A study of patients with hypertension has found that those who had variable blood pressure readings between clinic visits appeared to be at greater risk of heart attack and stroke than those with high blood pressure readings and low variability.
Published in the European Heart Journal, the ASCOT Legacy Study, led by a team from Imperial College London, analysed data from a 20-year study of more than 8,000 UK patients with hypertension.
They found that variation in systolic pressure over time was a strong predictor of stroke, heart attack and atrial fibrillation even in those who appeared to have well-controlled blood pressure. Highly variable blood pressure was also a strong predictor of risk at all levels of average blood pressure from low to high.
The researchers noted that based on current guidelines, clinical practice dictates that treatment decisions in patients with hypertension are determined by levels of systolic and diastolic blood pressure.
‘Our studies, however, provide robust evidence that visit-to-visit blood pressure variability is a far more powerful determinant of cardiovascular outcomes and that at least half of all cardiovascular events in our cohort occurred in those with controlled blood pressure but high blood pressure variability,’ they said.
As a result, the researchers are calling for medical guidelines to be changed to take into account interventions where a patient’s blood pressure varies between readings.
Professor Peter Sever is professor of clinical pharmacology and therapeutics at Imperial College London, honorary consultant physician at the Imperial Healthcare NHS Trust and co-director of the International Centre for Circulatory Health, as well as senior author of the study.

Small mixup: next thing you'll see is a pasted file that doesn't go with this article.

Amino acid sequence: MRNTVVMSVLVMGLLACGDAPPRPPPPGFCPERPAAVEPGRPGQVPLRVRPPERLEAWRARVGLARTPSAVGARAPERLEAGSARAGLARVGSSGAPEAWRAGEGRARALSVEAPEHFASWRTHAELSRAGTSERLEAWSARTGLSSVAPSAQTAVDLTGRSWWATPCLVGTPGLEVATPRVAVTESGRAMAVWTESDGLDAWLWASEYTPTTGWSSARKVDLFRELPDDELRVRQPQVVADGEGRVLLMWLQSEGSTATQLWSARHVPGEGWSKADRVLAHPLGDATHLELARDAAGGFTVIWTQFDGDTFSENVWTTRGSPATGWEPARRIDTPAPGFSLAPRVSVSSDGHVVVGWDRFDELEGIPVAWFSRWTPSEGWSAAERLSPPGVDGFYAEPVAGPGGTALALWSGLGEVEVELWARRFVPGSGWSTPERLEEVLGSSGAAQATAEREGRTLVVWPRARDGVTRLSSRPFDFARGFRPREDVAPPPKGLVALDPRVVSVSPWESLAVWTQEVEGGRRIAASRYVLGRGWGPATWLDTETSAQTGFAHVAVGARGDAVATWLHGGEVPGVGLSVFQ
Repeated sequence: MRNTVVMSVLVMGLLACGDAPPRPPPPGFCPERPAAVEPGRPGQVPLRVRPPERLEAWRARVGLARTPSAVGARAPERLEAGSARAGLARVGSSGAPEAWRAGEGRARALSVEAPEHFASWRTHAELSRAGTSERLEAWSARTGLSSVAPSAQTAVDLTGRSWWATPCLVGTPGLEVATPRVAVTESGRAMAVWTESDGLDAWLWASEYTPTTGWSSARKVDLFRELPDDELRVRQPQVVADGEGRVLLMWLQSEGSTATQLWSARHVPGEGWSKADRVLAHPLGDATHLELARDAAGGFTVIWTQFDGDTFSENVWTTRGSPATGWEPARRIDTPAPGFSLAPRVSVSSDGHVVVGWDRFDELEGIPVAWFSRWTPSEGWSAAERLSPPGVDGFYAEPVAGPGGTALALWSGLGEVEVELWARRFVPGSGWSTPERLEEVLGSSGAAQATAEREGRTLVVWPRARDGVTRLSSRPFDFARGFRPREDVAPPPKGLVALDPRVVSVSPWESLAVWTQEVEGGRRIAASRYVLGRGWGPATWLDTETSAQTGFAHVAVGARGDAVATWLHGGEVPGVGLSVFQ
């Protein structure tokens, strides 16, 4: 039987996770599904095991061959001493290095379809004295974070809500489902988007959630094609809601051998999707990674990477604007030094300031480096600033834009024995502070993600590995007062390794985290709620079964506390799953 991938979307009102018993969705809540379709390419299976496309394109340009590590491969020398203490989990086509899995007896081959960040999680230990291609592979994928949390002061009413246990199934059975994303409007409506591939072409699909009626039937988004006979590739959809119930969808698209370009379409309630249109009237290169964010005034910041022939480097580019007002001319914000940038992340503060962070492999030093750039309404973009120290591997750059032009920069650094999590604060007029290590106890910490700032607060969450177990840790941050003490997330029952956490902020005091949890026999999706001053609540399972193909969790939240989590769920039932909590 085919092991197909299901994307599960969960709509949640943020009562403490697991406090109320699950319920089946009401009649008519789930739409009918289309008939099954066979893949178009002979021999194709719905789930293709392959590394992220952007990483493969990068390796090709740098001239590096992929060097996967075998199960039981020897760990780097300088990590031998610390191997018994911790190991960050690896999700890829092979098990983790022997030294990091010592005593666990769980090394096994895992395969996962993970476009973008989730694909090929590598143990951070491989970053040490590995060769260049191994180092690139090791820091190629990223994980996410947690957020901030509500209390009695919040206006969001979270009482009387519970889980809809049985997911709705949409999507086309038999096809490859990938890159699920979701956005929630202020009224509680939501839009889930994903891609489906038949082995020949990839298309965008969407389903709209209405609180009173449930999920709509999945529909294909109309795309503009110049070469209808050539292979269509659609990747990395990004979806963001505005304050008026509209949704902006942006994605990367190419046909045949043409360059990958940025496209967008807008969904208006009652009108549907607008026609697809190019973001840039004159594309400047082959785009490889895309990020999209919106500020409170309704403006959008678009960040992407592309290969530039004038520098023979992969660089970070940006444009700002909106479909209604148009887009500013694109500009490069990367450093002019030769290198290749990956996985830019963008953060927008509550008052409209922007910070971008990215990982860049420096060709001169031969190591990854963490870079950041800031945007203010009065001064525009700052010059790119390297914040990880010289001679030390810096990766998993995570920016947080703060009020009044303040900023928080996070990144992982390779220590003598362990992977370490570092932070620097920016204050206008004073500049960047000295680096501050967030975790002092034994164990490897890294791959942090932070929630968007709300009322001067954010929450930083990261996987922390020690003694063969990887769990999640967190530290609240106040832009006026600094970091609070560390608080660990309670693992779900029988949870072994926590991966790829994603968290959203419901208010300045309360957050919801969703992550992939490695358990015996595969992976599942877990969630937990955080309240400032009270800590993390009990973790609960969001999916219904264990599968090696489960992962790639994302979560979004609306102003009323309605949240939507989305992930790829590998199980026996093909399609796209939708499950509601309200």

He said: ‘We’ve long known that high blood pressure increases the risk of heart attacks and stroke, but our latest findings highlight the importance of tracking variability in blood pressure over time as well.
‘While a degree of this was known to doctors, without clinical trials it has been difficult to quantify the risk of blood pressure variability over the long term, or the impact of interventions such as calcium blockers to reduce patients’ risk.‘
Analysing blood pressure variability
The ASCOT Legacy Study followed up 8,580 participants from the original ASCOT study, 50% of whom were taking amlodipine to manage their hypertension.
The researchers split the group into thirds, based on their average systolic blood pressure and their blood pressure variability.
They found that among patients with an average systolic blood pressure of less than 140 mmHg, the group with the highest variability was at a 16% greater risk for heart attacks, strokes and other cardiovascular events compared with the group with the lowest variability.
Some 53% of all cardiovascular events occurred in patients whose blood pressure was well-controlled with medication and who would not have been considered for additional treatment under the guidelines in place at the time of the trial.
The findings indicated that a systolic blood pressure variability of 13 mmHg or more over the course of five years may be associated with a significantly increased risk of cardiovascular events.
The Imperial team also confirmed that the drug amlodipine proved effective in lowering blood pressure variability during trials and could help to reduce risk.
At-home monitoring and clinical decision-making
Commenting on the next steps for the trial, Professor Sever said: ‘We urgently need to explore new practical ways to assess blood pressure variability and are currently studying the possibilities of incorporating data from home blood pressure monitoring into clinical decision-making.
‘The low cost and wide availability of digital blood pressure monitors and health apps means people can readily track their blood pressure over time and this could provide invaluable data for doctors to make the best treatment decisions – though we’d urge patients not to be overly concerned, as we would expect a degree of variation in their readings over time.
‘Crucially, we need international guidelines for clinicians to be updated to reflect these latest findings and to include blood pressure variability as a major risk factor for heart attack and stroke.‘